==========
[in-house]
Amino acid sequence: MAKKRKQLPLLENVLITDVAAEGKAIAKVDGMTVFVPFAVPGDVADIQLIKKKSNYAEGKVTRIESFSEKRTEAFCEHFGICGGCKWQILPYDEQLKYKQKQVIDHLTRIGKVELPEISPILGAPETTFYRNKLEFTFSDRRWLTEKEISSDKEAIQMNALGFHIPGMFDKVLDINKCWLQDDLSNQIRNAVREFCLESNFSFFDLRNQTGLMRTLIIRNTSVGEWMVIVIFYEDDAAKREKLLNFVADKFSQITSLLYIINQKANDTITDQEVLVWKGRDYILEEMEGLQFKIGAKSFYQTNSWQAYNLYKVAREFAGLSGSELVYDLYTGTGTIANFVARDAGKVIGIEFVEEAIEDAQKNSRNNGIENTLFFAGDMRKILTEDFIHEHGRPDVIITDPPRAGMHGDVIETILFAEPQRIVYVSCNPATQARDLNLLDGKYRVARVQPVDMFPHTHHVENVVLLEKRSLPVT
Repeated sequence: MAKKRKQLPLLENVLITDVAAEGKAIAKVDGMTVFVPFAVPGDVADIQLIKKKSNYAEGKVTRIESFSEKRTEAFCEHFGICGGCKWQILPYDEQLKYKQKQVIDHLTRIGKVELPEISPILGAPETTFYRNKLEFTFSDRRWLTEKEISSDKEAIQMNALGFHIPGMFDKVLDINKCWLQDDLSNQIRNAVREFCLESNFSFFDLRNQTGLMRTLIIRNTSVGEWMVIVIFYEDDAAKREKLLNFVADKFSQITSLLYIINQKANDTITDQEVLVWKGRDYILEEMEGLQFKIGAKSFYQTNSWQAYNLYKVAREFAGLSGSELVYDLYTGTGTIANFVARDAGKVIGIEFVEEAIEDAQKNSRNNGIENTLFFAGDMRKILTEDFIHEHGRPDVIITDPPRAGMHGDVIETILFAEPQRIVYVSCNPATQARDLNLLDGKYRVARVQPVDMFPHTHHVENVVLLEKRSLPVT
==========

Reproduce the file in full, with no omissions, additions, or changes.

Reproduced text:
[in-house]
Amino acid sequence: MAKKRKQLPLLENVLITDVAAEGKAIAKVDGMTVFVPFAVPGDVADIQLIKKKSNYAEGKVTRIESFSEKRTEAFCEHFGICGGCKWQILPYDEQLKYKQKQVIDHLTRIGKVELPEISPILGAPETTFYRNKLEFTFSDRRWLTEKEISSDKEAIQMNALGFHIPGMFDKVLDINKCWLQDDLSNQIRNAVREFCLESNFSFFDLRNQTGLMRTLIIRNTSVGEWMVIVIFYEDDAAKREKLLNFVADKFSQITSLLYIINQKANDTITDQEVLVWKGRDYILEEMEGLQFKIGAKSFYQTNSWQAYNLYKVAREFAGLSGSELVYDLYTGTGTIANFVARDAGKVIGIEFVEEAIEDAQKNSRNNGIENTLFFAGDMRKILTEDFIHEHGRPDVIITDPPRAGMHGDVIETILFAEPQRIVYVSCNPATQARDLNLLDGKYRVARVQPVDMFPHTHHVENVVLLEKRSLPVT
Repeated sequence: MAKKRKQLPLLENVLITDVAAEGKAIAKVDGMTVFVPFAVPGDVADIQLIKKKSNYAEGKVTRIESFSEKRTEAFCEHFGICGGCKWQILPYDEQLKYKQKQVIDHLTRIGKVELPEISPILGAPETTFYRNKLEFTFSDRRWLTEKEISSDKEAIQMNALGFHIPGMFDKVLDINKCWLQDDLSNQIRNAVREFCLESNFSFFDLRNQTGLMRTLIIRNTSVGEWMVIVIFYEDDAAKREKLLNFVADKFSQITSLLYIINQKANDTITDQEVLVWKGRDYILEEMEGLQFKIGAKSFYQTNSWQAYNLYKVAREFAGLSGSELVYDLYTGTGTIANFVARDAGKVIGIEFVEEAIEDAQKNSRNNGIENTLFFAGDMRKILTEDFIHEHGRPDVIITDPPRAGMHGDVIETILFAEPQRIVYVSCNPATQARDLNLLDGKYRVARVQPVDMFPHTHHVENVVLLEKRSLPVT